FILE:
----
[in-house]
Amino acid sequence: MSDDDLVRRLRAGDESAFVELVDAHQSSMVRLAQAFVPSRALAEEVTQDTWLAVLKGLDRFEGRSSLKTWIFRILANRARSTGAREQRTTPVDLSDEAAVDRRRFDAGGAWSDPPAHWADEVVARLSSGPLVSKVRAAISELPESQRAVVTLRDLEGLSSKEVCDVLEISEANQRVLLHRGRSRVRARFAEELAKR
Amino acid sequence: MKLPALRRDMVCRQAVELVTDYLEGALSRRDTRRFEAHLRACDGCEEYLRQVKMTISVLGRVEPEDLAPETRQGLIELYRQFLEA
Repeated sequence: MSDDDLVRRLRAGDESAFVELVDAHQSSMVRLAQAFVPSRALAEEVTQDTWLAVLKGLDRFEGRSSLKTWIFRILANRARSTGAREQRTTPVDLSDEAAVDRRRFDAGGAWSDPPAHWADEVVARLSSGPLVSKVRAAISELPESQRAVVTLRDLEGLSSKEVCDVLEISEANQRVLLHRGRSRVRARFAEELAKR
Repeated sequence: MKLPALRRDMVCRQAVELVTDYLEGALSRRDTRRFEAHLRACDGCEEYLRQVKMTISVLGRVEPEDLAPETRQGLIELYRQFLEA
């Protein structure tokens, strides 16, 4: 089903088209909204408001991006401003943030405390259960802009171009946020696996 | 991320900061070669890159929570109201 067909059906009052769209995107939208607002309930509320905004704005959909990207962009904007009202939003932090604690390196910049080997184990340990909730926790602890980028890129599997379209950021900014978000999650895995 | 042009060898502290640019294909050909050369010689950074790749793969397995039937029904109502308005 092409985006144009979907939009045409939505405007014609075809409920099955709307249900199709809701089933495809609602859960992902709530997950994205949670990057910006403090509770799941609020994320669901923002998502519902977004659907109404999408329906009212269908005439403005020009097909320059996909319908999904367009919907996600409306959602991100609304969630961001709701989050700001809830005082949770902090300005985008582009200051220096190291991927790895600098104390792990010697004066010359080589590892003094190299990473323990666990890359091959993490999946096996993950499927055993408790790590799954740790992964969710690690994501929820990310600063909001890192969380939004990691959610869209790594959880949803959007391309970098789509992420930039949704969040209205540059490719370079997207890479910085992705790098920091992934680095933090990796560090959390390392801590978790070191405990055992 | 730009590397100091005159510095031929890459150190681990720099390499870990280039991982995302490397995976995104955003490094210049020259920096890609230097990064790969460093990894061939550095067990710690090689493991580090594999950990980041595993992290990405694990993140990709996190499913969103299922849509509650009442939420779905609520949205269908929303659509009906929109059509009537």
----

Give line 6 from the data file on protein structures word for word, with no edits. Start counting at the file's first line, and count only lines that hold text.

């Protein structure tokens, strides 16, 4: 089903088209909204408001991006401003943030405390259960802009171009946020696996 | 991320900061070669890159929570109201 067909059906009052769209995107939208607002309930509320905004704005959909990207962009904007009202939003932090604690390196910049080997184990340990909730926790602890980028890129599997379209950021900014978000999650895995 | 042009060898502290640019294909050909050369010689950074790749793969397995039937029904109502308005 092409985006144009979907939009045409939505405007014609075809409920099955709307249900199709809701089933495809609602859960992902709530997950994205949670990057910006403090509770799941609020994320669901923002998502519902977004659907109404999408329906009212269908005439403005020009097909320059996909319908999904367009919907996600409306959602991100609304969630961001709701989050700001809830005082949770902090300005985008582009200051220096190291991927790895600098104390792990010697004066010359080589590892003094190299990473323990666990890359091959993490999946096996993950499927055993408790790590799954740790992964969710690690994501929820990310600063909001890192969380939004990691959610869209790594959880949803959007391309970098789509992420930039949704969040209205540059490719370079997207890479910085992705790098920091992934680095933090990796560090959390390392801590978790070191405990055992 | 730009590397100091005159510095031929890459150190681990720099390499870990280039991982995302490397995976995104955003490094210049020259920096890609230097990064790969460093990894061939550095067990710690090689493991580090594999950990980041595993992290990405694990993140990709996190499913969103299922849509509650009442939420779905609520949205269908929303659509009906929109059509009537």